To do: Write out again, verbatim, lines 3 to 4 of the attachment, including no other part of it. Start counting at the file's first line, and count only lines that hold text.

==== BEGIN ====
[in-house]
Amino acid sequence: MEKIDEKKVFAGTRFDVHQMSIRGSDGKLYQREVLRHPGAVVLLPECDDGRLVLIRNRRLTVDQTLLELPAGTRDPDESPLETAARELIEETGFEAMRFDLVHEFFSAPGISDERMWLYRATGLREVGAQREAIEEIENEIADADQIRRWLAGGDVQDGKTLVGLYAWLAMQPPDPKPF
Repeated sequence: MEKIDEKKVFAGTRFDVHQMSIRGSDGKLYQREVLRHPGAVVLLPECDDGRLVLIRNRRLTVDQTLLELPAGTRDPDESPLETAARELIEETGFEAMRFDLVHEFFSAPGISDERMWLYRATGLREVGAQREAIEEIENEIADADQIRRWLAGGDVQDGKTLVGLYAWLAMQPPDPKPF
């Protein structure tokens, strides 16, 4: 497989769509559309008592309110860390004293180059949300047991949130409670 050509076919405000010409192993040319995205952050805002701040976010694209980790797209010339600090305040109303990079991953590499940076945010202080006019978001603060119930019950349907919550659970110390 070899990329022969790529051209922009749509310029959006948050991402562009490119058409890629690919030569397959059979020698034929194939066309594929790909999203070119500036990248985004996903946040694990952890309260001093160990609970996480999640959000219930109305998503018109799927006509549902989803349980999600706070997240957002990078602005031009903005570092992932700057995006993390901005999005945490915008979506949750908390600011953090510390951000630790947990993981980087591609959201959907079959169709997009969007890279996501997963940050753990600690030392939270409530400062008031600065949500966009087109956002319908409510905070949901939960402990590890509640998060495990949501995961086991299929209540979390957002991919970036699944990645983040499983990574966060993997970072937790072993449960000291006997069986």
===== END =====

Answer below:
Repeated sequence: MEKIDEKKVFAGTRFDVHQMSIRGSDGKLYQREVLRHPGAVVLLPECDDGRLVLIRNRRLTVDQTLLELPAGTRDPDESPLETAARELIEETGFEAMRFDLVHEFFSAPGISDERMWLYRATGLREVGAQREAIEEIENEIADADQIRRWLAGGDVQDGKTLVGLYAWLAMQPPDPKPF
């Protein structure tokens, strides 16, 4: 497989769509559309008592309110860390004293180059949300047991949130409670 050509076919405000010409192993040319995205952050805002701040976010694209980790797209010339600090305040109303990079991953590499940076945010202080006019978001603060119930019950349907919550659970110390 070899990329022969790529051209922009749509310029959006948050991402562009490119058409890629690919030569397959059979020698034929194939066309594929790909999203070119500036990248985004996903946040694990952890309260001093160990609970996480999640959000219930109305998503018109799927006509549902989803349980999600706070997240957002990078602005031009903005570092992932700057995006993390901005999005945490915008979506949750908390600011953090510390951000630790947990993981980087591609959201959907079959169709997009969007890279996501997963940050753990600690030392939270409530400062008031600065949500966009087109956002319908409510905070949901939960402990590890509640998060495990949501995961086991299929209540979390957002991919970036699944990645983040499983990574966060993997970072937790072993449960000291006997069986």